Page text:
Welcome to the new Independent website. We hope you enjoy it and we value your feedback. Please contact us here.

BOOK REVIEW / Green whiter than white: 'The Life and Death of Petra Kelly' - Sara Parkin: Pandora, 15.99

WHEN news came through of the suspicious deaths of Green activist Petra Kelly and her partner Gert Bastian, a colleague of mine commented: 'Don't you think it's funny?' Then, piqued at our bemused lack of response, declared: 'I think it's hilarious.' Sara Parkin mentions in her introduction the 'general assumption' that in some way Kelly 'had brought it on herself', whether expressed benignly - the angel of compassion who was too good for this world, the passionate campaigner destined to burn out - or, malevolently, as the sanctimonious do-gooder who got what was coming to her. The notion that the beautiful and good die young annoys the silvery- haired Parkin: 'Why should not old women be passionate?' she demands. At the same time she acknowledges that Kelly's considerable achievements are overshadowed by the manner of her exit. Parkin lives up to the title of her book by giving due weight both to the life and the death.

She begins with her disquiet at the joint memorial service, when equal tribute was paid to Bastian and Kelly as dauntless warriors for the environment, when it was becoming increasingly clear, to the special horror of the pacifist Greens, that Kelly had been murdered by her lover. It was not, it appears, a suicide pact (Parkin refers to 'forensic evidence that Petra was asleep when she died' - it would be interesting to know what exactly that is). The most convincing indication that Petra did not collude in her own death, apart from the eager, forward-thinking letters which poured out of her tiny flat in the last days, is that this incorrigible activist would have preceded her suicide with a flood of self-justifying faxes.

Parkin's tribute to a dead friend is low on psychological probing and meticulous on incident and fact. It's 'What Petra Did', until Petra was horribly 'Done Unto'. With an almost superstitious shudder, Parkin passes over the threshold of the house of horror and comes up with her own theory as to how this 'very sweet, elderly man' (as a Buddhist scholar described Bastian a couple of days before the killings; the Dalai Lama didn't spot anything seriously bent out of shape in Bastian's psyche either), blew the brains out of the woman he apparently adored. The Petra described here, apart from a few intriguing hints, has very little inner life; consequently, it remains a frustratingly opaque account. We learn about the speeches and the pamphleteering but not what really made her tick.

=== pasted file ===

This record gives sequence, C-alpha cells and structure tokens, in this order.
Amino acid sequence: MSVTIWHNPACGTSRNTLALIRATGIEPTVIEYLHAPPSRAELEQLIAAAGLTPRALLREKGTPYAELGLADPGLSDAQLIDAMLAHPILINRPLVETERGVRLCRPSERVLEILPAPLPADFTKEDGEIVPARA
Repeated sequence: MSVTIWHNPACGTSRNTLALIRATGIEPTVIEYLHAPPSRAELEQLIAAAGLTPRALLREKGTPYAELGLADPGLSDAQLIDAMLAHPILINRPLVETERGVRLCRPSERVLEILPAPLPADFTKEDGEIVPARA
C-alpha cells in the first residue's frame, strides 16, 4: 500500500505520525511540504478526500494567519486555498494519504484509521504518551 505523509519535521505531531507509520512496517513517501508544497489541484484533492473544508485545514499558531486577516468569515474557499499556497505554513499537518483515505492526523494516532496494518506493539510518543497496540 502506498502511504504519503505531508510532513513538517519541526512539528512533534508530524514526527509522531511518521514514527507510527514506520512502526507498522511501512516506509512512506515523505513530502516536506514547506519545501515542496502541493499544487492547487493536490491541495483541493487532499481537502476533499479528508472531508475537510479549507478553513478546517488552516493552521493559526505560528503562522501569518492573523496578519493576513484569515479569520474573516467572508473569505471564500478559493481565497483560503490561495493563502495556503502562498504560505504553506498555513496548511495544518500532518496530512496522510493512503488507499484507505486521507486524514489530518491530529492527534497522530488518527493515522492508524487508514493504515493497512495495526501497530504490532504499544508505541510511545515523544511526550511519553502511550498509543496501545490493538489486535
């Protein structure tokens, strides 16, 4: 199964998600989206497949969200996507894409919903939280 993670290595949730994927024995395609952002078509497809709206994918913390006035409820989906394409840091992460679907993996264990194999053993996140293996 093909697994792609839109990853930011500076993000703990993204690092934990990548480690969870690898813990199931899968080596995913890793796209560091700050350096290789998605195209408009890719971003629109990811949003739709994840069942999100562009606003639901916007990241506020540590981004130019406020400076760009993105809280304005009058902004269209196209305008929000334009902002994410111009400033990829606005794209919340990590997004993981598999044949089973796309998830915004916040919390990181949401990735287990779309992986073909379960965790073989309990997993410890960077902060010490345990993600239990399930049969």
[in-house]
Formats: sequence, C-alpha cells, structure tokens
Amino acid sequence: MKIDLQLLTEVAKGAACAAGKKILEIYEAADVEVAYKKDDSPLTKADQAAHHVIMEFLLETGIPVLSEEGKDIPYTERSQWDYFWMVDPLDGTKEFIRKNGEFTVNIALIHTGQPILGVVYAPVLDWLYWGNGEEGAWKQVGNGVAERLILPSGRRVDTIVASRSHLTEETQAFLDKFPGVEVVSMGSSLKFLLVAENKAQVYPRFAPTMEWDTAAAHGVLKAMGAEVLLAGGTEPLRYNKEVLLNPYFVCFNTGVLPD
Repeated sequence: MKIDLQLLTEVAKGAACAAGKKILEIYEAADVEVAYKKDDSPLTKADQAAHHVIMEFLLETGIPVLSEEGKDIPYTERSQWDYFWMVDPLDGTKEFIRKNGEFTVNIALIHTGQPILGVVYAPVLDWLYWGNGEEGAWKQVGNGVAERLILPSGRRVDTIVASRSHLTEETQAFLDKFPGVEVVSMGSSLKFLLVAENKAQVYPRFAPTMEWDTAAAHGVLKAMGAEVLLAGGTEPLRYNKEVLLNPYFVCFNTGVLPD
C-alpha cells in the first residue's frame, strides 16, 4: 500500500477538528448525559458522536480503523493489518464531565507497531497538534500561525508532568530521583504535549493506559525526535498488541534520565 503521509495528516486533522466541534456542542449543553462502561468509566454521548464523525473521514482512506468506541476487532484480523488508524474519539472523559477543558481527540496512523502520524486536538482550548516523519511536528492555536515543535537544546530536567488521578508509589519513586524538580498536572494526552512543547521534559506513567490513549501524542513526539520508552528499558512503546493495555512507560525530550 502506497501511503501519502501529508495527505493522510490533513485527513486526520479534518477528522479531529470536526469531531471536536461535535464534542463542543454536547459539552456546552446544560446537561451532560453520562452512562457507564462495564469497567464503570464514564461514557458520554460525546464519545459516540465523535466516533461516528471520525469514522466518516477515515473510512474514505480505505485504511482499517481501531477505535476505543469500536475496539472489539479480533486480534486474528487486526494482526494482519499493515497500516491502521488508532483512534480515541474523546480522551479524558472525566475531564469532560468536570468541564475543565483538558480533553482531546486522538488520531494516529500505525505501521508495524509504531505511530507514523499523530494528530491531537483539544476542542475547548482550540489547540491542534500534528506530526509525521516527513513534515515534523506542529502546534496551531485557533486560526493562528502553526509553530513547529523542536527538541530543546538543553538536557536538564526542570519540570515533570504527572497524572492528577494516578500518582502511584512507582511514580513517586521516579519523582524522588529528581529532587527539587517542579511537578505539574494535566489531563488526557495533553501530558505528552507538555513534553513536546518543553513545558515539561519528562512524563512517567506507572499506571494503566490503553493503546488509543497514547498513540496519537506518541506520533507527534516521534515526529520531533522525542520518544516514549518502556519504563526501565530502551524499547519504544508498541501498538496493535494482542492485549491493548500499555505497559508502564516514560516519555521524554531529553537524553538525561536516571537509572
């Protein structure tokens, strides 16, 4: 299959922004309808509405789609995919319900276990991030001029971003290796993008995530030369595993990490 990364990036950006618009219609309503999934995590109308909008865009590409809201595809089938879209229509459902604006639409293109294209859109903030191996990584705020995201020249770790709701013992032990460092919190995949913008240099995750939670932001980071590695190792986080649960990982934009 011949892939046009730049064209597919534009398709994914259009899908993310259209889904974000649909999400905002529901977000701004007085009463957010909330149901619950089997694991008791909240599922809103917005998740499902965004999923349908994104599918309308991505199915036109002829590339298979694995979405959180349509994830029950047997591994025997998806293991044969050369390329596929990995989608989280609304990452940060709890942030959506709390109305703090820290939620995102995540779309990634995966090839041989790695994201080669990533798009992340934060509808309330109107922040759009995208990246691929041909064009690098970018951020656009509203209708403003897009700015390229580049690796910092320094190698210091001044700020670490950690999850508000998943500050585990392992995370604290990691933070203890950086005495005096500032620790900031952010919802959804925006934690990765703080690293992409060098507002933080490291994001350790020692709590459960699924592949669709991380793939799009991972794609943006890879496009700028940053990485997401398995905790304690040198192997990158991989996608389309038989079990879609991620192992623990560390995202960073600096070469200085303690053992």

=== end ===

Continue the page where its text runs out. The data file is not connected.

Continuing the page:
She liked flings with older men, perhaps because her father had deserted her. She left the Catholic Church but constructed a strange personal cult around her sister Grace, who died aged 10 in 1970 after coping heroically with a cancer that ate out her right eye. Later in life she began to suffer from the psychological disorder angst, which turned her, as the photographs testify, from a golden-haired gamine to a gaunt, hollow-eyed wraith, and led to her increasing dependence on Bastian, an enigmatic ex-general, like Kelly an MP for Die Grunen and an anti-nuclear activist. Parkin's hints at his dodginess - possibly a Nazi past and links with the Stasi - are left suggestively shadowy.

The account of Kelly's childhood and her college career is one of the most upbeat and enjoyable parts of the book, although Kelly was plagued then and throughout her life by acute renal pains which culminated in an operation to remove part of her kidney. The account of Green activism gets rather technical, and the amazing thing in these apolitical times is how much like ancient history it all seems - all those demos and petitions, and even, heaven help us, the collection of sloganed T-shirts which now forms part of the Petra Kelly Archive. This is a solid, worthy tribute which clings obstinately to the light, even if the dark demons of jealousy, murder and bad faith haven't been entirely exorcised.